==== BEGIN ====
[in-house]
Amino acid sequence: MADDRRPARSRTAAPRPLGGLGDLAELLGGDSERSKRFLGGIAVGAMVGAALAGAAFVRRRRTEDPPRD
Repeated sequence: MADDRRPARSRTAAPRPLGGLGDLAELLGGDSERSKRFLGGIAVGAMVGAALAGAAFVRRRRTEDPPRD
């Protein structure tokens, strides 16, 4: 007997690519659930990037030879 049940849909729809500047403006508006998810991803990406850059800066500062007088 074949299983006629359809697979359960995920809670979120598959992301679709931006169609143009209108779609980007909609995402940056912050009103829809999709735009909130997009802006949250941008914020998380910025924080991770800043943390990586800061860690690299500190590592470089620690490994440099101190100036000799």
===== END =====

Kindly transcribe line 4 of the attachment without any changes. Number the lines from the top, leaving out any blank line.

């Protein structure tokens, strides 16, 4: 007997690519659930990037030879 049940849909729809500047403006508006998810991803990406850059800066500062007088 074949299983006629359809697979359960995920809670979120598959992301679709931006169609143009209108779609980007909609995402940056912050009103829809999709735009909130997009802006949250941008914020998380910025924080991770800043943390990586800061860690690299500190590592470089620690490994440099101190100036000799």